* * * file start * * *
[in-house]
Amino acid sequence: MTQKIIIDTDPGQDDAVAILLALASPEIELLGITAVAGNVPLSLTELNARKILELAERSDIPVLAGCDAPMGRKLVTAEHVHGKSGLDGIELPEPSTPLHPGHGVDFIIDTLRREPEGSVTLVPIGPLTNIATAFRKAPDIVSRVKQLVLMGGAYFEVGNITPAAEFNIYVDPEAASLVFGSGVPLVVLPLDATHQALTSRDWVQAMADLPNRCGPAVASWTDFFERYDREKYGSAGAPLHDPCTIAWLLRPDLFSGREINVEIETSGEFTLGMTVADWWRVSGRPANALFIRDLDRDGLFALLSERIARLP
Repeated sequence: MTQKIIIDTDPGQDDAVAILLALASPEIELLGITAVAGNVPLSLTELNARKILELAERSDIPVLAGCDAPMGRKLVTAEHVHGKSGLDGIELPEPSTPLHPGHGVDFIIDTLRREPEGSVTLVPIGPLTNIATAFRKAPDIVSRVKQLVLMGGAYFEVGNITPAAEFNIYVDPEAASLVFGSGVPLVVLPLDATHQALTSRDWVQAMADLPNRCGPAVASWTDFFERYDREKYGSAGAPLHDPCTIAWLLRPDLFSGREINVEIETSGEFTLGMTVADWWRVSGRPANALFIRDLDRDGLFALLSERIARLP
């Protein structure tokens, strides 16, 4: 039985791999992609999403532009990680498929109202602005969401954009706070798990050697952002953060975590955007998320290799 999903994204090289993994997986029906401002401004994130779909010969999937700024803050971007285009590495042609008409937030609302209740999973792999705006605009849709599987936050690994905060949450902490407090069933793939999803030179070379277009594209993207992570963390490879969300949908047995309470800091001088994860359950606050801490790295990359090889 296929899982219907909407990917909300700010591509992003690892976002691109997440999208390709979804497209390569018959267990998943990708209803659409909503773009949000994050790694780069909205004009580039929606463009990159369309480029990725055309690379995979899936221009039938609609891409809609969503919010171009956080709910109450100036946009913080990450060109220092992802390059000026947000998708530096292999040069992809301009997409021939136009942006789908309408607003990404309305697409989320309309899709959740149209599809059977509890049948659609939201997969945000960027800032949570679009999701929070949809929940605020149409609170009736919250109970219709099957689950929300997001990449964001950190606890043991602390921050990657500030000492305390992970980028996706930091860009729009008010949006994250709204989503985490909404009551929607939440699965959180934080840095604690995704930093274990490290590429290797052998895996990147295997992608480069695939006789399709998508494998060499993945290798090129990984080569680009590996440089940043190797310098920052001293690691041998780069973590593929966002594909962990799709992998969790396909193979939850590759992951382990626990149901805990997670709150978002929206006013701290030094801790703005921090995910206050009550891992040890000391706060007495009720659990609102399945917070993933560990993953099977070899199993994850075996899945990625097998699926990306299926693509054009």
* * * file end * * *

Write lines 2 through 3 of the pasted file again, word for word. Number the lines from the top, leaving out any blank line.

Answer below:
Amino acid sequence: MTQKIIIDTDPGQDDAVAILLALASPEIELLGITAVAGNVPLSLTELNARKILELAERSDIPVLAGCDAPMGRKLVTAEHVHGKSGLDGIELPEPSTPLHPGHGVDFIIDTLRREPEGSVTLVPIGPLTNIATAFRKAPDIVSRVKQLVLMGGAYFEVGNITPAAEFNIYVDPEAASLVFGSGVPLVVLPLDATHQALTSRDWVQAMADLPNRCGPAVASWTDFFERYDREKYGSAGAPLHDPCTIAWLLRPDLFSGREINVEIETSGEFTLGMTVADWWRVSGRPANALFIRDLDRDGLFALLSERIARLP
Repeated sequence: MTQKIIIDTDPGQDDAVAILLALASPEIELLGITAVAGNVPLSLTELNARKILELAERSDIPVLAGCDAPMGRKLVTAEHVHGKSGLDGIELPEPSTPLHPGHGVDFIIDTLRREPEGSVTLVPIGPLTNIATAFRKAPDIVSRVKQLVLMGGAYFEVGNITPAAEFNIYVDPEAASLVFGSGVPLVVLPLDATHQALTSRDWVQAMADLPNRCGPAVASWTDFFERYDREKYGSAGAPLHDPCTIAWLLRPDLFSGREINVEIETSGEFTLGMTVADWWRVSGRPANALFIRDLDRDGLFALLSERIARLP